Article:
Needed Improvements in Diabetes Prevention and Management in Brazil
ORIGINAL RESEARCH — Volume 15 — December 6, 2018
Ana Paula Della Nina de Oliveira, MS1; Emanuella Gomes Maia, MS2; Flávia Moraes Silva, PhD3; Ana Paula Bortoletto Martins, PhD4; Rafael Moreira Claro, PhD3 (View author affiliations)
Suggested citation for this article: de Oliveira AP, Maia EG, Silva FM, Martins AP, Claro RM. Needed Improvements in Diabetes Prevention and Management in Brazil. Prev Chronic Dis 2018;15:180269. DOI: http://dx.doi.org/10.5888/pcd15.180269external icon.
Diabetes mellitus is one of the most common chronic diseases worldwide and its prevalence continues to increase. Adherence to good health behaviors provides better control of the disease. This study analyzed trends in the prevalence of diabetes among Brazilian adults between 2006 and 2016 and compared the frequency of key health behaviors between people with and without diabetes.
We analyzed data from 572,437 Brazilian adults interviewed between 2006 and 2016 by using the Surveillance System of Risk and Protection Factors for Chronic Diseases by Telephone Survey (Vigitel). We used regression models to investigate significant trends in the prevalence of diabetes and differences in adherence to health behaviors between people with and without diabetes.
The prevalence of diabetes increased significantly from 5.5% to 8.9% (P <.001), being higher among women, older adults, and those with less than a high school education. The greatest increase was observed among these groups with higher prevalence. People with diabetes had a lower frequency of risk behaviors and a higher frequency of protective behaviors when compared to people without diabetes. The greatest differences were observed in the consumption of soft drinks and sugar-sweetened beverages (9.5% vs 25.0%) and alcoholic beverages (9.0% vs 17.9%), and the smallest differences were related to regular consumption of fruits and vegetables (40.7% vs 34.0%) and meats with excess fat (24.3% vs 32.2%). People with diabetes reported less leisure-time physical activity (PRa, 0.92 [P < .001]) and less transport-related physical activity (PRa, 0.84 [P <.001]) than those without diabetes.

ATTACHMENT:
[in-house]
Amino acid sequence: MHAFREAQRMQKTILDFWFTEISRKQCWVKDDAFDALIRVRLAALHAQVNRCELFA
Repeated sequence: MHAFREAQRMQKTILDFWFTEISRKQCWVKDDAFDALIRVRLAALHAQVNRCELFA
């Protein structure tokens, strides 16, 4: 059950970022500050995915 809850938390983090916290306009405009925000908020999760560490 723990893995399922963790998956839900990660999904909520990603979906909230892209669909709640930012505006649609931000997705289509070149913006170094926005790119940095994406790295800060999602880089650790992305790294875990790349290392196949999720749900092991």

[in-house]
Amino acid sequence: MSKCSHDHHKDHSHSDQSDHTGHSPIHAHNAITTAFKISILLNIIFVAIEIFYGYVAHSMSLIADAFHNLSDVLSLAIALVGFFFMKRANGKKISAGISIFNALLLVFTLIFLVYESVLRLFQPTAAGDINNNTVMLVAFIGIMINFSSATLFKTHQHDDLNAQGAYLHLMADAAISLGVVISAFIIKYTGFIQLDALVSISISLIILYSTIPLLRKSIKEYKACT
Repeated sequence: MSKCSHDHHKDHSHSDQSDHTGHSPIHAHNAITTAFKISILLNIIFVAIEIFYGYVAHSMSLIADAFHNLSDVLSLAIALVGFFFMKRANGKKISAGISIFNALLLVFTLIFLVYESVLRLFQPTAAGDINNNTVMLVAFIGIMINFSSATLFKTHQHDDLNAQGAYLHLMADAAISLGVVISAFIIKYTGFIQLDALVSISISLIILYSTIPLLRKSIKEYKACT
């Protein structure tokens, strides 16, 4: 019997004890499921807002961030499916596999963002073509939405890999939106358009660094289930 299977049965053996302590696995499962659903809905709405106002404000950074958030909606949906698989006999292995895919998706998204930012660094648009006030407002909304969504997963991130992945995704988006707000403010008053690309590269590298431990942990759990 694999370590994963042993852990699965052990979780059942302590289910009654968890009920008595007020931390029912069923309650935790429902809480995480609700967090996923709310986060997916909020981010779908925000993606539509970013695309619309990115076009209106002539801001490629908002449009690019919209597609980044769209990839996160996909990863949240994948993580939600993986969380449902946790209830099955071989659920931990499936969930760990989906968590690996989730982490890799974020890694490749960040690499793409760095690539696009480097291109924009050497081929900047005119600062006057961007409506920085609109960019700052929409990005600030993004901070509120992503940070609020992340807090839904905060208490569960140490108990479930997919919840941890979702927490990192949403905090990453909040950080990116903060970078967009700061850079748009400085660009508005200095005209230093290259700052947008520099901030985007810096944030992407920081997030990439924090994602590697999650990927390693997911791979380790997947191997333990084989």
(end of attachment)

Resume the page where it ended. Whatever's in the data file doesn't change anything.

Diabetes prevalence increased between 2006 and 2016. People with diabetes had better dietary habits than those without diabetes, but still had risk behaviors such as insufficient physical activity.
Diabetes mellitus (diabetes) is a prevalent chronic disease worldwide. Prevalence (1) of diabetes is increasing because of lifestyle changes in such areas as physical inactivity, inadequate food intake, and obesity (2). The International Diabetes Federation estimates that the total number of people with diabetes will increase worldwide from 425 million in 2017 to 629 million in 2045 (3). The estimate for Brazil ranges from 12.5 million to 21.8 million in 2045, ranking the country in fifth place among countries with the highest prevalence of diabetes (3). In this context, the public health system of Brazil has national actions focused on diabetes diagnosis and management (4), but, in 2017, almost half (46.0%) of the adult population with diabetes still had not received a medical diagnosis (3).